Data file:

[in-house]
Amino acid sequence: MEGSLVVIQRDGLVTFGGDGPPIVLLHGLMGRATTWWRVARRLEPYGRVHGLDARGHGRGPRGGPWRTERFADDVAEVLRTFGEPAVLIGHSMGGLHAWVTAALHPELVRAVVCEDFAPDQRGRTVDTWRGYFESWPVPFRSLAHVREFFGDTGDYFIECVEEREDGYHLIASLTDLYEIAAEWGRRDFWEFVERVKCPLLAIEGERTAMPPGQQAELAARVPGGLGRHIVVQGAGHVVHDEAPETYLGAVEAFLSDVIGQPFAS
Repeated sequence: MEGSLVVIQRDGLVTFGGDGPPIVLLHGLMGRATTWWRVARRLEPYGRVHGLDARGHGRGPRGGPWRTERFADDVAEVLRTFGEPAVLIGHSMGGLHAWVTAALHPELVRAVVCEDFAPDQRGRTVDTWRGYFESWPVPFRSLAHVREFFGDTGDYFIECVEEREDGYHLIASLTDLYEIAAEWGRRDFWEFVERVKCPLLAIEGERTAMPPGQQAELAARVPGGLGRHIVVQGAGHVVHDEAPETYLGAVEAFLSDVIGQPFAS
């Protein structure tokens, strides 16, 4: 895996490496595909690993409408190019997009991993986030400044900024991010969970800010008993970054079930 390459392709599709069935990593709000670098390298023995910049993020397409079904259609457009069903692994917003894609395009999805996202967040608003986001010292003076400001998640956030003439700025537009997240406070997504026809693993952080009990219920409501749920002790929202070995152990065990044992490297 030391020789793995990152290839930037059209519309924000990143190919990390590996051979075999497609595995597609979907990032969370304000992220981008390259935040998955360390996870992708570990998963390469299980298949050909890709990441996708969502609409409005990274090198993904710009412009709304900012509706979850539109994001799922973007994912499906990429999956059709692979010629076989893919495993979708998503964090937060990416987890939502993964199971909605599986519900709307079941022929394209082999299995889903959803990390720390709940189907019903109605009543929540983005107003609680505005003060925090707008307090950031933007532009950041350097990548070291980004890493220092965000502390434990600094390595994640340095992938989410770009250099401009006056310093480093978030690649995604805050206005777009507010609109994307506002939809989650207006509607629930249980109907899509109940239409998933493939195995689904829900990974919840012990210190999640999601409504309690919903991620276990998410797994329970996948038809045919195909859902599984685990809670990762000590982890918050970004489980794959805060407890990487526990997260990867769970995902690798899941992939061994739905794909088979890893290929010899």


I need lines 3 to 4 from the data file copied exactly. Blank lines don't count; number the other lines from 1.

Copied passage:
Repeated sequence: MEGSLVVIQRDGLVTFGGDGPPIVLLHGLMGRATTWWRVARRLEPYGRVHGLDARGHGRGPRGGPWRTERFADDVAEVLRTFGEPAVLIGHSMGGLHAWVTAALHPELVRAVVCEDFAPDQRGRTVDTWRGYFESWPVPFRSLAHVREFFGDTGDYFIECVEEREDGYHLIASLTDLYEIAAEWGRRDFWEFVERVKCPLLAIEGERTAMPPGQQAELAARVPGGLGRHIVVQGAGHVVHDEAPETYLGAVEAFLSDVIGQPFAS
């Protein structure tokens, strides 16, 4: 895996490496595909690993409408190019997009991993986030400044900024991010969970800010008993970054079930 390459392709599709069935990593709000670098390298023995910049993020397409079904259609457009069903692994917003894609395009999805996202967040608003986001010292003076400001998640956030003439700025537009997240406070997504026809693993952080009990219920409501749920002790929202070995152990065990044992490297 030391020789793995990152290839930037059209519309924000990143190919990390590996051979075999497609595995597609979907990032969370304000992220981008390259935040998955360390996870992708570990998963390469299980298949050909890709990441996708969502609409409005990274090198993904710009412009709304900012509706979850539109994001799922973007994912499906990429999956059709692979010629076989893919495993979708998503964090937060990416987890939502993964199971909605599986519900709307079941022929394209082999299995889903959803990390720390709940189907019903109605009543929540983005107003609680505005003060925090707008307090950031933007532009950041350097990548070291980004890493220092965000502390434990600094390595994640340095992938989410770009250099401009006056310093480093978030690649995604805050206005777009507010609109994307506002939809989650207006509607629930249980109907899509109940239409998933493939195995689904829900990974919840012990210190999640999601409504309690919903991620276990998410797994329970996948038809045919195909859902599984685990809670990762000590982890918050970004489980794959805060407890990487526990997260990867769970995902690798899941992939061994739905794909088979890893290929010899």